Occasionally, a cop will show up and give me “the look”.

IMG: Tell us a little about the world you’re creating. Does it relate to a real place from your own past?

MPS: Elgin Park is the name I’ve given my town. I have no idea where it came from but it feels right. For me, it conjures up the turn of the last century. Small town. Stability. A bit isolated but not desolate. Family. Unlocked doors. Home.

My home town in Pennsylvania is Sewickley. It’s only one square mile and touches the Ohio River. Granted every town has it’s secrets and skeletons but when you walk down those tree lined streets, and hear the train whistles echoing off the hills along the river, everything seems OK. It’s that Ok-ness I try to capture.

IMG: You don’t do computer post-production? No Photoshop?

MPS: I gave myself the challenge to not use photoshop. I wanted to be able to frame everything in the camera. After I have the shot I like, though, I will sometimes adjust the color to give it a more “period” look.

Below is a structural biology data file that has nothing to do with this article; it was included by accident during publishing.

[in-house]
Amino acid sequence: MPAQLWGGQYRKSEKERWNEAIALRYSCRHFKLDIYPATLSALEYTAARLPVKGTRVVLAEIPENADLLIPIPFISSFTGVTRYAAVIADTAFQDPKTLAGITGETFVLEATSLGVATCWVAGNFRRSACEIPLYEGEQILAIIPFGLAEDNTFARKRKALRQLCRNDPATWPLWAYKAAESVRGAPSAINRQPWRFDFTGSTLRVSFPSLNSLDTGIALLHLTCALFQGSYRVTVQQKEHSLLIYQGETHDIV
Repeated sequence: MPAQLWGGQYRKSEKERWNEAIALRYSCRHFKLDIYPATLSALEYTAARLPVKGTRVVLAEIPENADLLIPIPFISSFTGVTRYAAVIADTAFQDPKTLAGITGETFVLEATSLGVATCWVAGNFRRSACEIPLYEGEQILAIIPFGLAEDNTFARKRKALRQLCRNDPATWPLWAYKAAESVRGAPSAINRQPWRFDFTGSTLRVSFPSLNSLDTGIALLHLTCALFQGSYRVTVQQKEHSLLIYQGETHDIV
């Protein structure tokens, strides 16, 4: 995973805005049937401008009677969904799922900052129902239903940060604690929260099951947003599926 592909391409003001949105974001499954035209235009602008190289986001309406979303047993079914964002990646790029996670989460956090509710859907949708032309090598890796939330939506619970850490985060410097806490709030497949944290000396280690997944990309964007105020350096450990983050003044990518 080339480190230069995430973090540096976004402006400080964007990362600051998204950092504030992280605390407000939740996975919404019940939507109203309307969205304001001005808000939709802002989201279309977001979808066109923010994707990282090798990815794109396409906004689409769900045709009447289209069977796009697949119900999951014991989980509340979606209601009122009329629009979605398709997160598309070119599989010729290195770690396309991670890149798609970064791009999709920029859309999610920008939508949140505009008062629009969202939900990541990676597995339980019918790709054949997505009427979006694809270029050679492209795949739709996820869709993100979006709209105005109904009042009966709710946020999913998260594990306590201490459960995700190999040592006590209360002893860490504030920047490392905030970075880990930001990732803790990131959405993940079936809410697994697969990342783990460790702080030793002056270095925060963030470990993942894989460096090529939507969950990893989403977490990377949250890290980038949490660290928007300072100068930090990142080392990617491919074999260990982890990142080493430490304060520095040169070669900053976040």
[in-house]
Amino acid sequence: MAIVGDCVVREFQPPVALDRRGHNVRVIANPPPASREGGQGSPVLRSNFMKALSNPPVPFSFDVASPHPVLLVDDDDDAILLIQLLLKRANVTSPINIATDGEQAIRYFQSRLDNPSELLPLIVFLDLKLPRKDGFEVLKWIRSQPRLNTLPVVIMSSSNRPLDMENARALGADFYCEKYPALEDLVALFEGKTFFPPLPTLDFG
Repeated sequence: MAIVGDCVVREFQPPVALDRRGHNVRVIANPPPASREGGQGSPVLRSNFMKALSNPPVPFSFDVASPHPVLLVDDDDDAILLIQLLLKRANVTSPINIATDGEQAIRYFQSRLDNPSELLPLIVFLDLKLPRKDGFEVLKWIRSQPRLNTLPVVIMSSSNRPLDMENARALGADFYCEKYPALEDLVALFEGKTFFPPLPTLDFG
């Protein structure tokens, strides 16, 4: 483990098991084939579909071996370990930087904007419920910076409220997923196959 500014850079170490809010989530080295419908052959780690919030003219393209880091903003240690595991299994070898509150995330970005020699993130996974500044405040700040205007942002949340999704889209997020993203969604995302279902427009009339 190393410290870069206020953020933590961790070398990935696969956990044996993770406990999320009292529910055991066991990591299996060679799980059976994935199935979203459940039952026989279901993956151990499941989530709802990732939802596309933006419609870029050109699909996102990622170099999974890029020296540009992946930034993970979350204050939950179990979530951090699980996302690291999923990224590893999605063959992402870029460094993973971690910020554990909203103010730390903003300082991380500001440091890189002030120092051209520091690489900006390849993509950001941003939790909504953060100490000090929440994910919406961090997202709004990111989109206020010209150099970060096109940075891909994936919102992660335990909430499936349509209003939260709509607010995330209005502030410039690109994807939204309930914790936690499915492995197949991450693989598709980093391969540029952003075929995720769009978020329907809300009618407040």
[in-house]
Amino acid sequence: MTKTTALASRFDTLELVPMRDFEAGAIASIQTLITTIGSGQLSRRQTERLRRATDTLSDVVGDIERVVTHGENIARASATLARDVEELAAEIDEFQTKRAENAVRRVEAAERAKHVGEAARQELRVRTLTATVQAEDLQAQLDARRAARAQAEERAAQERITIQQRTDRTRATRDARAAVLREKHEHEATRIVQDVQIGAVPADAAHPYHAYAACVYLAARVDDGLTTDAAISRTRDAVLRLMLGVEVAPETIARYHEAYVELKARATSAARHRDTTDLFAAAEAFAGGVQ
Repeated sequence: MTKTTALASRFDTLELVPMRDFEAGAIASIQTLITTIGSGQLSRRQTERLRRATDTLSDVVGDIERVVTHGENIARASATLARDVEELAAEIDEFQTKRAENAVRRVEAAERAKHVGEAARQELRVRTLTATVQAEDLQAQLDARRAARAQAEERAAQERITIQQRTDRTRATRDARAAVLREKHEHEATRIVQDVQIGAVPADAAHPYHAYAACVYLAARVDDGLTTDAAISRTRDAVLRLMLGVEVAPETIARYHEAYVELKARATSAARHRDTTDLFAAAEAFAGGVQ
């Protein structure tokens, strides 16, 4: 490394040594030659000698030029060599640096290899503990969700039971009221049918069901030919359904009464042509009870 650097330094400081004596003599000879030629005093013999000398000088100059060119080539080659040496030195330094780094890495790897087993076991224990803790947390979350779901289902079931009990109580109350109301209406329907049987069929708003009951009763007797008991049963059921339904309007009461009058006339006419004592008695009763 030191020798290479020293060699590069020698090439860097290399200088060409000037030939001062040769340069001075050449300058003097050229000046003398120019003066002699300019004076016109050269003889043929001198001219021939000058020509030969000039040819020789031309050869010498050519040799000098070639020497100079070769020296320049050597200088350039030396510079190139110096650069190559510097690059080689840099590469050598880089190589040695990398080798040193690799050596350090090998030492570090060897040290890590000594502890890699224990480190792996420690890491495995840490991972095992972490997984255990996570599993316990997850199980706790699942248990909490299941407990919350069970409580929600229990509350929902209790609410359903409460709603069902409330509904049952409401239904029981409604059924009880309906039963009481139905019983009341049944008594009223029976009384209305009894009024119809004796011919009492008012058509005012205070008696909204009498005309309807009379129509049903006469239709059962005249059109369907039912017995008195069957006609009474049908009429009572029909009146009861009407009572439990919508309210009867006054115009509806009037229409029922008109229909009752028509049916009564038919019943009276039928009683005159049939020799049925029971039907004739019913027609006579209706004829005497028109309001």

Once, there was an insect on one of the diecasts and I didn’t notice it until I looked at the digital contact sheet. The shot was good, so I did use photoshop to remove it. But as a rule, photoshop is just a touch-up tool.

The camera that I use is only a 6 megapixel Sony. Anything above that takes in too much information. I had a 3 megapixel camera that took better “vintage” photos because the lens wasn’t that good.

Old film camera lenses caused a mild blur to the images, and it’s that blur that holds the key to the look of the past; at least for me. The blur ads emotional distance and mystery so you can fill in the details with your own memories. And that’s also the reason there are no people in my photos. I want the viewer to put themselves into these dreamscapes and not be distracted by other people.

IMG: How do you feel about the trend toward model rendering done exclusively on computers?